Home Ownership for Profit
By Steve Gillman - 2006
Many people have written about and talked about the benefits
of home ownership. As a home owner, you get to build equity by
buying instead of renting, of course. You also get a tax deduction
for the interest paid on mortgage loans (if you itemize). Then
you get more equity from appreciation in house values over time.
You know all of this right?
Good. But you might not know about an even bigger opportunity
to profit from home ownership, due to a change in the tax law
that was quietly made years ago. Taking advantage of this opportunity
does require that you think about your home as an investment,.
You also have to be willing to move every few years or so, but
only to claim your large tax free profits.
Home Ownership - Tax Free Profits
In the past, you could sell your home without paying capital
gains tax on the profit, but only if you rolled the gain into
a more expensive house. You could also take an exclusion from
capital gains tax on the sale of your home once in your life.
This allowed you to down-size in retirement without having to
pay tax when you sold your house.
Now, however, the tax code allows anyone to sell a home at
a profit without rolling the gain into the next home - and without
paying any tax on the gain. Get with a tax expert for the more
intricate rules, but essentially you are free to sell at a profit
without paying taxes on the gain if you have lived in the
home at least two of the past five years. You can take
advantage of this every two years. (Total gain excluded is
limited to $500,000.)
You can move every two years, selling your home for a profit
each time, and not pay capital gains tax. Alternately you can
move out, rent our house for up to three years, and then sell
it without capital gains tax. You can see how home ownership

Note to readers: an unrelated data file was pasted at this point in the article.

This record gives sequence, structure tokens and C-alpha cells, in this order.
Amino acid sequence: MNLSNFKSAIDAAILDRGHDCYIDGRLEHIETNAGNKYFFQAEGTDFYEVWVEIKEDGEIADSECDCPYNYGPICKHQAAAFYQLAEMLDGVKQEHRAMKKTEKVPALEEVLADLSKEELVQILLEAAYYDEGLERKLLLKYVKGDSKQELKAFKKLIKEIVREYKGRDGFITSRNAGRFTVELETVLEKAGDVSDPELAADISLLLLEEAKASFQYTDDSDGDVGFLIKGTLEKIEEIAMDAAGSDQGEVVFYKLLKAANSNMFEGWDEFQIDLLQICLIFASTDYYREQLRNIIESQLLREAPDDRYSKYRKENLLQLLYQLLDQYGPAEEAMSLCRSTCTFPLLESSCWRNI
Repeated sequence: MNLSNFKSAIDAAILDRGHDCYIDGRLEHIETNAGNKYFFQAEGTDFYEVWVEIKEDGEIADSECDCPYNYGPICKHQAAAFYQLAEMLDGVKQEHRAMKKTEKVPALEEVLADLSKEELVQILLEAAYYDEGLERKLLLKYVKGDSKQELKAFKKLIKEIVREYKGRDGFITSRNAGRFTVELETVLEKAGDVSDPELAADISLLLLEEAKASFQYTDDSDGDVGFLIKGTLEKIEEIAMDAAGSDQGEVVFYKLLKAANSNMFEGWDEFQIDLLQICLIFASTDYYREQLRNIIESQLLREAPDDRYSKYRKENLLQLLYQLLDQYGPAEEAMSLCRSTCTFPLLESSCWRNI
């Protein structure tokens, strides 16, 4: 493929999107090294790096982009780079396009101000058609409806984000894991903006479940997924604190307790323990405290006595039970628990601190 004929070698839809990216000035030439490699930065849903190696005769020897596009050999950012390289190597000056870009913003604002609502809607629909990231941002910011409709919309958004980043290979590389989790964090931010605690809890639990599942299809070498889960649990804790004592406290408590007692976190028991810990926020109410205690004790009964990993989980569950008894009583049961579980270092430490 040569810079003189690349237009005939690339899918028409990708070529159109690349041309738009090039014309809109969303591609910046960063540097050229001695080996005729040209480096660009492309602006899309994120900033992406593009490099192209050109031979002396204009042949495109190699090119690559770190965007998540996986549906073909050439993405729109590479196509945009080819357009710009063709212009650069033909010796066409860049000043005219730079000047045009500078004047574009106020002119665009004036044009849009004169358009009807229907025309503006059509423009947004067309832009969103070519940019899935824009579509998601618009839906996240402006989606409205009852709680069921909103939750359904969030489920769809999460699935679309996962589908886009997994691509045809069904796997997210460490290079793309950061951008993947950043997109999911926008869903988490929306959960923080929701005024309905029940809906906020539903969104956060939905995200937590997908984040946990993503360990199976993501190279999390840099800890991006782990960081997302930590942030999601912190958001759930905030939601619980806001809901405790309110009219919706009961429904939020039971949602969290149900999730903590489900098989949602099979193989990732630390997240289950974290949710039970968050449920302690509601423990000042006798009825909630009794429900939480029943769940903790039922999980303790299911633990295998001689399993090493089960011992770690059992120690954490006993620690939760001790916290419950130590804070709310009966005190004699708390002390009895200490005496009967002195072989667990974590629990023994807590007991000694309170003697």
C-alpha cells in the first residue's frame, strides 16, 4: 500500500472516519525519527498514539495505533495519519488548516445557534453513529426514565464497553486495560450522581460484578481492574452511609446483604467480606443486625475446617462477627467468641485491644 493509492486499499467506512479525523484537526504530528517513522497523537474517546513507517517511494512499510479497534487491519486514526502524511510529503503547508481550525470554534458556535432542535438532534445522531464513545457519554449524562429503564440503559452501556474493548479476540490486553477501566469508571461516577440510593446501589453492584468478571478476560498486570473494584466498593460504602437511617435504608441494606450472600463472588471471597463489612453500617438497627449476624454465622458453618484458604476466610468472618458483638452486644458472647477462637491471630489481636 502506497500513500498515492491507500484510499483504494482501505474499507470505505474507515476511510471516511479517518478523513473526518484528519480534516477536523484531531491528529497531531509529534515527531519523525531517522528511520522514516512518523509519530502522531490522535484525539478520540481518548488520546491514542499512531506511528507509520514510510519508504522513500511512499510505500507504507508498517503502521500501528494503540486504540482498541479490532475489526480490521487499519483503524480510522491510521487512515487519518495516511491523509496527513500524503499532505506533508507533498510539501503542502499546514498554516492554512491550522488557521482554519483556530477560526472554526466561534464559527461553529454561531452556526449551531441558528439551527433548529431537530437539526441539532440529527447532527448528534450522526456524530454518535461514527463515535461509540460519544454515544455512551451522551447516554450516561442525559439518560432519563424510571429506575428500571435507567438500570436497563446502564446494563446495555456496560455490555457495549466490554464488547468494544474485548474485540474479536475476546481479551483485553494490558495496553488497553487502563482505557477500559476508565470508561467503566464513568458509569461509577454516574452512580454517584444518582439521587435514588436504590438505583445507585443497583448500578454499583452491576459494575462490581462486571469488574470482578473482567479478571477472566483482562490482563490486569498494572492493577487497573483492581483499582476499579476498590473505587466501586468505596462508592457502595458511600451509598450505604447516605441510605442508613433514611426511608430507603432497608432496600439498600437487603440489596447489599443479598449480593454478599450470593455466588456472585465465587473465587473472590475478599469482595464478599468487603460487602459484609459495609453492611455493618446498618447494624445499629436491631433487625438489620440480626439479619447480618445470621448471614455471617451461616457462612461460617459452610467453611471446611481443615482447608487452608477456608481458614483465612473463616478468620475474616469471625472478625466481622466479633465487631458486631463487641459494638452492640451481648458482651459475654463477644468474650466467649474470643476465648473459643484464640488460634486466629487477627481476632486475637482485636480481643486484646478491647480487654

can become very profitable if you do this right.
A man in Arizona bought homes just to live in them for two
years and sell them. He concentrated on houses that needed work,
then bought them cheap, fixed them up, and sold them for large
profits after two years in them. For example, he might buy a
fixer-upper in a neighborhood of $200,000 homes for $120,000,
then make it worth $200,000 with $20,000 worth of work (and his
time). He could sell it for $280,000 two years later.
Now, this was when 20% annual appreciation happened year after
year (2001 -2006). However, even if you buy a home for $200,000
and do nothing, 5% appreciation makes it worth $243,00 in four
years, still enough appreciation for a profit after the costs
of selling. Negotiate the purchase price down to $190,000 and
you add another $10,000 profit. Add $50,000 in value to with
$20,000 in repairs to a fixer-upper, and you can see how this
strategy can really get profitable.
Suppose you don't want to move every two years and make your
homes into a business plan? You should still keep the opportunity
in mind. When you move for other reasons, and you are in a rising
market, you can rent out your home (assuming you have the resources
to buy the new home without selling this one) for up to three
years and still qualify for this special tax treatment when you
If you have 12% appreciation in the area, it would mean a
$240,000 home is worth $337,000 in three years. Assuming no damage
from the renters and rent that covered costs, that's an extra
$97,000 profit - on top of any gain you had up to the point when
you moved. And it's tax free! Who knew that home ownership could
be so profitable? You do now.
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